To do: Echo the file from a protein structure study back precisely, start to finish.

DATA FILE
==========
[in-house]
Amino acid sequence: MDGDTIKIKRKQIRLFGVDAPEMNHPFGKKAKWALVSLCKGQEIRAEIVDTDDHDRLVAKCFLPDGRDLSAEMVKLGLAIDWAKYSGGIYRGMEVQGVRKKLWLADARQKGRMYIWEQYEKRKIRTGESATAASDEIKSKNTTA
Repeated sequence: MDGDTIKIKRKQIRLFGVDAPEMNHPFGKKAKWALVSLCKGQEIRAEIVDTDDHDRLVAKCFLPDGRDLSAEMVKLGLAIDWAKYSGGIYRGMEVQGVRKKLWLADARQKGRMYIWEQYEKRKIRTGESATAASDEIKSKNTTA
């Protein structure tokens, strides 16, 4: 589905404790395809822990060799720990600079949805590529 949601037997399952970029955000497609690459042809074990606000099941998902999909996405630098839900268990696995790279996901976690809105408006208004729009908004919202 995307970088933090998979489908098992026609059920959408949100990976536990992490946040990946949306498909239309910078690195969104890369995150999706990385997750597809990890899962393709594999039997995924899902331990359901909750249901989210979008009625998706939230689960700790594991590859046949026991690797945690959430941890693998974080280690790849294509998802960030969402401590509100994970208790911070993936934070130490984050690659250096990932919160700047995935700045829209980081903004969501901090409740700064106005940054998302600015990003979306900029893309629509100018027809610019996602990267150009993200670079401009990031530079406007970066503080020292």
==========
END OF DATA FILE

[in-house]
Amino acid sequence: MDGDTIKIKRKQIRLFGVDAPEMNHPFGKKAKWALVSLCKGQEIRAEIVDTDDHDRLVAKCFLPDGRDLSAEMVKLGLAIDWAKYSGGIYRGMEVQGVRKKLWLADARQKGRMYIWEQYEKRKIRTGESATAASDEIKSKNTTA
Repeated sequence: MDGDTIKIKRKQIRLFGVDAPEMNHPFGKKAKWALVSLCKGQEIRAEIVDTDDHDRLVAKCFLPDGRDLSAEMVKLGLAIDWAKYSGGIYRGMEVQGVRKKLWLADARQKGRMYIWEQYEKRKIRTGESATAASDEIKSKNTTA
């Protein structure tokens, strides 16, 4: 589905404790395809822990060799720990600079949805590529 949601037997399952970029955000497609690459042809074990606000099941998902999909996405630098839900268990696995790279996901976690809105408006208004729009908004919202 995307970088933090998979489908098992026609059920959408949100990976536990992490946040990946949306498909239309910078690195969104890369995150999706990385997750597809990890899962393709594999039997995924899902331990359901909750249901989210979008009625998706939230689960700790594991590859046949026991690797945690959430941890693998974080280690790849294509998802960030969402401590509100994970208790911070993936934070130490984050690659250096990932919160700047995935700045829209980081903004969501901090409740700064106005940054998302600015990003979306900029893309629509100018027809610019996602990267150009993200670079401009990031530079406007970066503080020292």